That same year, the drilling opponents scored their biggest win: A federal court ruled that further studies needed to be done on the potential impact of oil exploration on the marine environment. In 2010 the British Petroleum oil disaster in the Gulf of Mexico provoked a federal moratorium on offshore drilling, and Cannon hoped the Alaskan Arctic would remain permanently off-limits. But not everyone in her state—or even her town—shared that dream. Alaska is hugely dependent on oil revenue; the state issues an annual oil-dividend check (averaging $1,485 a year over the past decade) to every resident and collects no income tax. Alaska sued to have the moratorium overturned; the ban was lifted in October 2010, but a series of permit and regulatory hurdles effectively stalled Shell until this past summer, when the company got permission to proceed.
But federal approval did not come without serious reservations. A June 2011 report by the U.S. Geological Survey concluded that “many of the challenges emerging in Arctic oil and gas development decision-making are beyond the ability of science alone to resolve.” And even if Shell is capable of containing and cleaning up an Arctic spill, it could be defeated by the logistics of merely bringing the necessary equipment to a disaster site if conditions of heavy ice, fog, wind and total winter darkness prevail. How will Shell muster the necessary technology, Cannon asks, when sometimes “even medevacs can’t reach us”? In her view, the Iñupiat cannot afford to roll the dice and hope for the best.
“I am haunted by the worry that an oil spill will occur in our waters,” she told a House subcommittee in 2011. “The animals would either disappear or be so contaminated that my children or grandchildren would be forced to decide which is less harmful to them: contaminated whale meat or processed food shipped up from someplace like Costco . . . I know that genocide is a harsh word, but that’s what it would be.”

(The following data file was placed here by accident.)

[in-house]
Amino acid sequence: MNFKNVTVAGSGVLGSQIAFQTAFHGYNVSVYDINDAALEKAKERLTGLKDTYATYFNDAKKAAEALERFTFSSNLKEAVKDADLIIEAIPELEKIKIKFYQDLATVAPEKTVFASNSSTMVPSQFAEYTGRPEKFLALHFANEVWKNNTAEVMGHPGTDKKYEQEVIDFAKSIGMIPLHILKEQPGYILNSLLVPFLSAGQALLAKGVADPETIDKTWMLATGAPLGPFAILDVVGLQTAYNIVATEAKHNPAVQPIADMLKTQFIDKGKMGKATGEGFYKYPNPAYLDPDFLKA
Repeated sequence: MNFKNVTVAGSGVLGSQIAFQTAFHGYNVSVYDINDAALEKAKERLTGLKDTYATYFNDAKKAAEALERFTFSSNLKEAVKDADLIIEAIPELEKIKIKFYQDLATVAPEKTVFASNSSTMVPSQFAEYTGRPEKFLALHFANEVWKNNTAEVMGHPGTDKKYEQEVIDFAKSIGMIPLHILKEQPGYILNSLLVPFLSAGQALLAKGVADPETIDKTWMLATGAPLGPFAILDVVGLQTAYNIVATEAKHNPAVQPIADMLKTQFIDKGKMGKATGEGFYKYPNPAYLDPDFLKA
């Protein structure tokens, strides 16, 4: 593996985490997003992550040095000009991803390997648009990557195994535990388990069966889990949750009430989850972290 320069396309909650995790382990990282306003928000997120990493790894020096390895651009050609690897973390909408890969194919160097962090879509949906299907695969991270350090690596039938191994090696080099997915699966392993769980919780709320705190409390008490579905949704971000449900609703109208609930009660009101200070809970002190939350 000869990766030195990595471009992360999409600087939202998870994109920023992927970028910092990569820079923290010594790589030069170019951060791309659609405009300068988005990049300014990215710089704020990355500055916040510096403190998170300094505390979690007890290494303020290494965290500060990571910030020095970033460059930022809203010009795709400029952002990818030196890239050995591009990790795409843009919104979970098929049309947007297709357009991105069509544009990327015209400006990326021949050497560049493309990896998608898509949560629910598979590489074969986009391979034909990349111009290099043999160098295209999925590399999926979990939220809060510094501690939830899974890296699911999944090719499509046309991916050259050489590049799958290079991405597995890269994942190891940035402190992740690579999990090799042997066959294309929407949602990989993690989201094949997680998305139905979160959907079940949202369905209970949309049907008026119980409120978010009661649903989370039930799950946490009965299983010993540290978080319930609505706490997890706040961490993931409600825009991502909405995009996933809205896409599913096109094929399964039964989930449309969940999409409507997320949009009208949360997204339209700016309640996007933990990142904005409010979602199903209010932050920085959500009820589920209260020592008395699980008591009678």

As Cannon stood outside her ice cellar earlier this year, Beardsley videotaped a new public service appeal. Cannon gazed solemnly into the camera and lamented Obama’s ultimate decision in Shell’s favor: “It hardens my heart and makes me sad to know he agreed.”
In recognition of her determination, Cannon was awarded a prestigious $150,000 Goldman Environmental Prize for activism last April. She wore a traditional patchwork-fur parka to the San Francisco ceremony and enthralled the crowd with the story of her father’s dying wish.
Nine years ago, she told them, Henry Nashookpuk, critically ill and physically spent, longed to be present at one more whale hunt. “As brittle and fragile as he was from the cancer, weighing only 90 pounds,” Cannon recounted, “he wanted to join my brother’s crew one last time. Of course, my reaction was no.”
But her father would not be dissuaded. So as the icebergs melted in the Arctic that spring and the graceful whales reappeared along the coast, Nashookpuk’s grown children carried him, in a sled lined with animal pelts and pulled by snowmobile, to the frozen shore of the Chukchi Sea.
Once at the water’s edge, the old whaling captain sipped a cup of tea while he gazed across a horizon as formidable as it was familiar. He murmured something Cannon couldn’t hear, finished his tea and then said simply, “I’m ready.” He died a month later.
Cannon still chokes up at the memory, unable to find the words to describe the bond between her people and the sea. “It’s not something you can explain,” she says. “It’s something you just have to feel.”